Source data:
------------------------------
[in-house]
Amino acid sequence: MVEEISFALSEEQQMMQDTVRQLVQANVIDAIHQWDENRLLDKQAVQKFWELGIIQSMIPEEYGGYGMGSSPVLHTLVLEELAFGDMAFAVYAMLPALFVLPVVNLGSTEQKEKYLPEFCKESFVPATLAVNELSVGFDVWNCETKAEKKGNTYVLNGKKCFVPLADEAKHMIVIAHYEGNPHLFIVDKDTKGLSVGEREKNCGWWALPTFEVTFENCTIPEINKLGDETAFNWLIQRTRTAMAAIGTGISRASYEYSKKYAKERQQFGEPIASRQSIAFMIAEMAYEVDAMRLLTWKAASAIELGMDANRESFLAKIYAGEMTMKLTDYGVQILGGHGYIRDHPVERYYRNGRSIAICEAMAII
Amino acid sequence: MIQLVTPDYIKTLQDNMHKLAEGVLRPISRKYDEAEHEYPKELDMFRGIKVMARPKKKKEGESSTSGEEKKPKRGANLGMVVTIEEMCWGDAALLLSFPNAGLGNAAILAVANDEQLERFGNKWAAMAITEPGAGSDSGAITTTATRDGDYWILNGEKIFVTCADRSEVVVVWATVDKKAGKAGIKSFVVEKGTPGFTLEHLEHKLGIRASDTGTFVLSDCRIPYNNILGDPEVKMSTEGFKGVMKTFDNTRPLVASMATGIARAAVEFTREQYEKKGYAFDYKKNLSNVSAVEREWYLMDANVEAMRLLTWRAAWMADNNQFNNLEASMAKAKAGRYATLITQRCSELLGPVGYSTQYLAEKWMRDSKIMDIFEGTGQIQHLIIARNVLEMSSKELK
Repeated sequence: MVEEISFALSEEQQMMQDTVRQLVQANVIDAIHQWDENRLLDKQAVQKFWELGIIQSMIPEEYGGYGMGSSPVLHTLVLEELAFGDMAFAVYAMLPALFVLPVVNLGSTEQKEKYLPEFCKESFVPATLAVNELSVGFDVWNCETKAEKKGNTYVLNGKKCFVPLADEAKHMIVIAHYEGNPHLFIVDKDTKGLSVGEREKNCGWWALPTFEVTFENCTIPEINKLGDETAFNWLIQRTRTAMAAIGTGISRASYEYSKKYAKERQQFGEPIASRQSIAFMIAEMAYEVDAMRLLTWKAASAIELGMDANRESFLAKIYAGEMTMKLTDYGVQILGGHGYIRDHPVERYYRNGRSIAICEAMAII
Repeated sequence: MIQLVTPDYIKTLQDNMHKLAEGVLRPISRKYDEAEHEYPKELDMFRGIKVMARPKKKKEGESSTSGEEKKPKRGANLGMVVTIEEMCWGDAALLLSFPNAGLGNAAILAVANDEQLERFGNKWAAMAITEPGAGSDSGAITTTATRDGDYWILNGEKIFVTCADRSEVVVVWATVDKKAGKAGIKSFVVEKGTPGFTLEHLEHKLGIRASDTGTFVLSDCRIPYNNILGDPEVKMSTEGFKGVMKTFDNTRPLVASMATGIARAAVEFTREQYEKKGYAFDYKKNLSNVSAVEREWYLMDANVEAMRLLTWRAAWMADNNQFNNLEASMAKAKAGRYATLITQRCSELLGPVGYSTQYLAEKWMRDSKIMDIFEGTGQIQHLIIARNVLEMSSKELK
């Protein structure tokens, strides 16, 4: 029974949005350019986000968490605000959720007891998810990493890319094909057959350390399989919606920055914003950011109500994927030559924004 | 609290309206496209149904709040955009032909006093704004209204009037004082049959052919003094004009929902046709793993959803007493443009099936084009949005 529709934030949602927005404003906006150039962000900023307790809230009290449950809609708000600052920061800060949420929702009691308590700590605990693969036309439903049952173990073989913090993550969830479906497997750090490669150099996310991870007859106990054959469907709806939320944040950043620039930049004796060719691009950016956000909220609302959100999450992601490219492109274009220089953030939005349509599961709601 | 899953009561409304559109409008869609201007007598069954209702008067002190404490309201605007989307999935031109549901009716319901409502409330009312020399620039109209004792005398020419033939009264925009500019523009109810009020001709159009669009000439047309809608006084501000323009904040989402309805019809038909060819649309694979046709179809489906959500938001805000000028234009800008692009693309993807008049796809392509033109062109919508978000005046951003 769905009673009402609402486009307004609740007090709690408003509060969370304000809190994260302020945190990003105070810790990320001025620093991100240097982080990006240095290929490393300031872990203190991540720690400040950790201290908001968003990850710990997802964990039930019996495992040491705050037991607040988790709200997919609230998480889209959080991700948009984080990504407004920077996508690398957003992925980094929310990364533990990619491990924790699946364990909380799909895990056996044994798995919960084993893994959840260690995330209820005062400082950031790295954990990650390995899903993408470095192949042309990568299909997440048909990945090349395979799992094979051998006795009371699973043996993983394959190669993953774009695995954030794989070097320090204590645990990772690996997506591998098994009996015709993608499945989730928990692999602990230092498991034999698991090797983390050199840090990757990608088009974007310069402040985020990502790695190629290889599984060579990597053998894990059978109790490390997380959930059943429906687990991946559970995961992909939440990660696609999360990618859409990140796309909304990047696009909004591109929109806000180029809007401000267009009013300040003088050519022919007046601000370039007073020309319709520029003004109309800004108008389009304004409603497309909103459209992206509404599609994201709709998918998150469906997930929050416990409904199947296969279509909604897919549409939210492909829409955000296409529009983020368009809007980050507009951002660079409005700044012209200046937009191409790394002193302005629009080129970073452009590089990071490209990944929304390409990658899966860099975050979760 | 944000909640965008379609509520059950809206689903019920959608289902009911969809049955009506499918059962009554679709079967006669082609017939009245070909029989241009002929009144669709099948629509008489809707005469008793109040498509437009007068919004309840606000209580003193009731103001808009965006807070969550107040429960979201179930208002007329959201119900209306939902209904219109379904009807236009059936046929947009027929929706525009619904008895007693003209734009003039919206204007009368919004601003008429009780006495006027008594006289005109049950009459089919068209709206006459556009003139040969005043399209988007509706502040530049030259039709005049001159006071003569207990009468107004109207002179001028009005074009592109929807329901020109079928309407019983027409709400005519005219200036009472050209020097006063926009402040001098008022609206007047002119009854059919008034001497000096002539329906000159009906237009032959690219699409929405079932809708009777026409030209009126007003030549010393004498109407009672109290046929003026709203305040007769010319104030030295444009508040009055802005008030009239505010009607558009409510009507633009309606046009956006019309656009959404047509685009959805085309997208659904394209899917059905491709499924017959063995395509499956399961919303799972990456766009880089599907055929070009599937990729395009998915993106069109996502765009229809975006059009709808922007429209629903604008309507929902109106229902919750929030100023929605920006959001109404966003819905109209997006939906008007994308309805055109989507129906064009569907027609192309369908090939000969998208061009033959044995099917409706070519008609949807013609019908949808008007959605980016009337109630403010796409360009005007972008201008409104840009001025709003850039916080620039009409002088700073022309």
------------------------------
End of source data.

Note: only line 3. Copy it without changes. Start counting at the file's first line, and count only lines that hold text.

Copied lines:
Amino acid sequence: MIQLVTPDYIKTLQDNMHKLAEGVLRPISRKYDEAEHEYPKELDMFRGIKVMARPKKKKEGESSTSGEEKKPKRGANLGMVVTIEEMCWGDAALLLSFPNAGLGNAAILAVANDEQLERFGNKWAAMAITEPGAGSDSGAITTTATRDGDYWILNGEKIFVTCADRSEVVVVWATVDKKAGKAGIKSFVVEKGTPGFTLEHLEHKLGIRASDTGTFVLSDCRIPYNNILGDPEVKMSTEGFKGVMKTFDNTRPLVASMATGIARAAVEFTREQYEKKGYAFDYKKNLSNVSAVEREWYLMDANVEAMRLLTWRAAWMADNNQFNNLEASMAKAKAGRYATLITQRCSELLGPVGYSTQYLAEKWMRDSKIMDIFEGTGQIQHLIIARNVLEMSSKELK